Introduction/Background:

            Acid-Base
Extraction is one of the most useful separation techniques in organic
chemistry. This separation is composed of a solvent-solvent extraction.

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“Extraction results from the unequal distribution of solute between two
immiscible solvents.” (Solomon, 2010) The purpose of this type of extraction
falls in the usage of the acid-base properties in organic compounds and the
isolation of the same when they are present in a mixture. A separation of a
mixture of an acid, a base, and a neutral compound is formed; these mixtures
then separate into their individual components. The theory behind this type of
extraction lies in the addition of either an acid or a base to a mixture so
that it separates its components; it also acts in the recrystallization of the
same in order to be purified and isolated (Nguyen, 2013).

            The
aim of this experiment is to separate a mixture of benzoic acid (Figure 1),
4-chloroaniline (Figure 2) and naphthalene (Figure 3), and figure out the
purity of the mixture using their melting point range. The acid-base reaction
used in this experiment consists of adding either an acidic or basic solution
to an acidic mixture depending on what the desired result is. If one wants to
turn the solution more basic, an acid is added; if one wants a more acidic
solution, then a basic solution is added into the mixture.

           

 

 

 

 

 

 

 

 

 

 

Experimental
Section:

1)   
Weight
out 1:1 ratio of 3g of starting solutes

2)   
Dissolve
in diethyl ether (30-mL) and put it in 125-mL separatory funnel using 20-mL
fresh ether

3)   
Add
30-mL of 5% HCl, close the separatory funnel and shake to mix

4)   
Vent
the separatory funnel and close and shake again

5)   
Repeat
until fully mixed

6)   
Allow
2 phases to separate into layers

7)   
Draw
out the lower layer into Flask #1

8)   
Add
3M NaOH to generate amine in Flask #1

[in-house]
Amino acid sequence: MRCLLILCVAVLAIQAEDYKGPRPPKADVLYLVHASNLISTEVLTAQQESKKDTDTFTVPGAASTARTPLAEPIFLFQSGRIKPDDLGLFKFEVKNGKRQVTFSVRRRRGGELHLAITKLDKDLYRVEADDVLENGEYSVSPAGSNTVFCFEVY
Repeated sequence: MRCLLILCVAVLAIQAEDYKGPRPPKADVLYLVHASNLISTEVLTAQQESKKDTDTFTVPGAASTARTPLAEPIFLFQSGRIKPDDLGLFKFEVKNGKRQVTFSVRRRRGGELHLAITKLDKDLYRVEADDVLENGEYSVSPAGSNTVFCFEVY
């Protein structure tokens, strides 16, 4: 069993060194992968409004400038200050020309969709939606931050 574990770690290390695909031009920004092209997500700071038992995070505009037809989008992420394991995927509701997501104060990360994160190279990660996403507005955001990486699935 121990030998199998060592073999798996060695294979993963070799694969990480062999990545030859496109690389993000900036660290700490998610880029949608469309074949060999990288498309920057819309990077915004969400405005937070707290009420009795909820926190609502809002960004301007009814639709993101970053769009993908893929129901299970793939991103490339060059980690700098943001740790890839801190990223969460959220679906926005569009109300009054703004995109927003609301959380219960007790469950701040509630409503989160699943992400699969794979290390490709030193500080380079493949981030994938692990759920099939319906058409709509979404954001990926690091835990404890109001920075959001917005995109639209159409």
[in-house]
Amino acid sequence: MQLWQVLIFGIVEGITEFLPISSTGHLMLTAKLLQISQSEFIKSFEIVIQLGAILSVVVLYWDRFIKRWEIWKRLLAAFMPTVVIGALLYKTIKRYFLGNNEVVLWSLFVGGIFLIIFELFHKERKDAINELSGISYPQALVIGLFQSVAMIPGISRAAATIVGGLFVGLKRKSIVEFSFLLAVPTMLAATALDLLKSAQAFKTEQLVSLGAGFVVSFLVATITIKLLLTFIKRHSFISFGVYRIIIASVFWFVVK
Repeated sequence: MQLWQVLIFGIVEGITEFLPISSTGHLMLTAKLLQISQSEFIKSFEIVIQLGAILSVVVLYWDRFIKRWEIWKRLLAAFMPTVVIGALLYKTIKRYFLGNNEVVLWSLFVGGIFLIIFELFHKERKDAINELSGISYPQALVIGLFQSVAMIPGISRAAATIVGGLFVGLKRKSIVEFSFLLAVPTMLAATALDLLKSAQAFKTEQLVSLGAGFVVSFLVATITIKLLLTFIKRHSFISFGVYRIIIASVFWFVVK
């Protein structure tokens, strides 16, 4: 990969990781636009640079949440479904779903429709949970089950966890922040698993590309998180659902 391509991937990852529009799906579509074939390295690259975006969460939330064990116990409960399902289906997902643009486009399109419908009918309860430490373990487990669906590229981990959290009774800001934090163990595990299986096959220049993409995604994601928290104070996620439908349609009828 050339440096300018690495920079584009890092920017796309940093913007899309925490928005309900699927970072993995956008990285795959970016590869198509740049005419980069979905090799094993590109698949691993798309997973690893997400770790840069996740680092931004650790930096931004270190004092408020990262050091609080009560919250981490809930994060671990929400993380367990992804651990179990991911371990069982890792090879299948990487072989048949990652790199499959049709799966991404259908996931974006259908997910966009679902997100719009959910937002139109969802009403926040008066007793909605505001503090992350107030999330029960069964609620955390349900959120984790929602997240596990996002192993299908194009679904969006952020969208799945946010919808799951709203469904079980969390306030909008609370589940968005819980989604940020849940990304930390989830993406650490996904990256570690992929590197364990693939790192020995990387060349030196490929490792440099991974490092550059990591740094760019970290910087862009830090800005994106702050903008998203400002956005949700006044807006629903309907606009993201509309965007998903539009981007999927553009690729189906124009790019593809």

9)   
Dry
using a vacuum then weight the residue

10) Add 50-mL of 5% NaOH to
separatory funnel

11) Shake until fully mixed (as
done before)

12) Draw off the lower layer into
a Flask and label it Flask #2

13) Add 6M HCl to Flask #2 while
the flask sits in an ice bath

14) Remove, dry, and weight as
done before

15) Add 20-mL of NaCl solution to
separatory funnel and drain bottom layer

16) Label the flask: Flask #3

17) Dry and weight as done before

18) Take each product’s melting
point using a melting point apparatus to determine the purity of each solution

19) Record all of the residues’
weight and their melting points

 

 

Table of
Chemicals:

Physical
Properties

Benzoic Acid

4-chloroaniline

Naphthalene

Molar mass

122.12 g/mol

127.57 g/mol

128.17 g/mol

Melting point

122 °C

68.0-71.0 °C

80.0 °C

Vapor
pressure

10.0 mmHg
(132 °C)

0.15 mmHg
(25 °C)

0.03 mmHg
(25 °C)

Boiling point

249.2 °C

232.0 °C

218 °C

Appearance

Colorless crystalline solid

 
Pale yellow solid

White solid crystals/flakes, strong odor of coal
tar

Density

1.27 g/mL

1.43 g/mL

1.14 g/mL

Chemical
Properties

Benzoic Acid

4-chloroaniline

Naphthalene

Solubility in
water

2.90 g/L

2.60 g/L

30.0 mg/L

Flammability

Flammable

Flammable

Highly flammable

 
 
 
Reactivity

 
Incompatible with strong bases,
strong oxidizing agents, alkalies.

Incompatible with strong oxidizing
agents, acids, acid chlorides, acid anhydrides, chloroformates, nitrous acid.

 
Can react exothermically with bases.

Enthalpy of
formation

?386 kJ/mol

?33.3 kJ/mol

?5.16×103 kJ/mol

Acidity

pKa: 4.2

pKb: 10

NA

Heat of combustion

3229.0 kJ/mol

?7669.0 kJ/mol

?5288.6 kJ/mol

Table #1:
Physical and Chemical Properties of the compounds used in the experiment.

Results:

Mixtures

Mass

Percent Recovery

Melting Points:

Benzoic Acid

1.015g

101.5%

94°C

4-Chloroaniline

0.947g

94.7%

78.3°C

Naphthalene

0.499g

49.9%

85°C

Table #2: Mass,
percent recovery, and melting point of all the compounds used.

Percent
Recovery Calculations

Benzoic Acid:

4-Chloroaniline:

Naphthalene:

Discussion: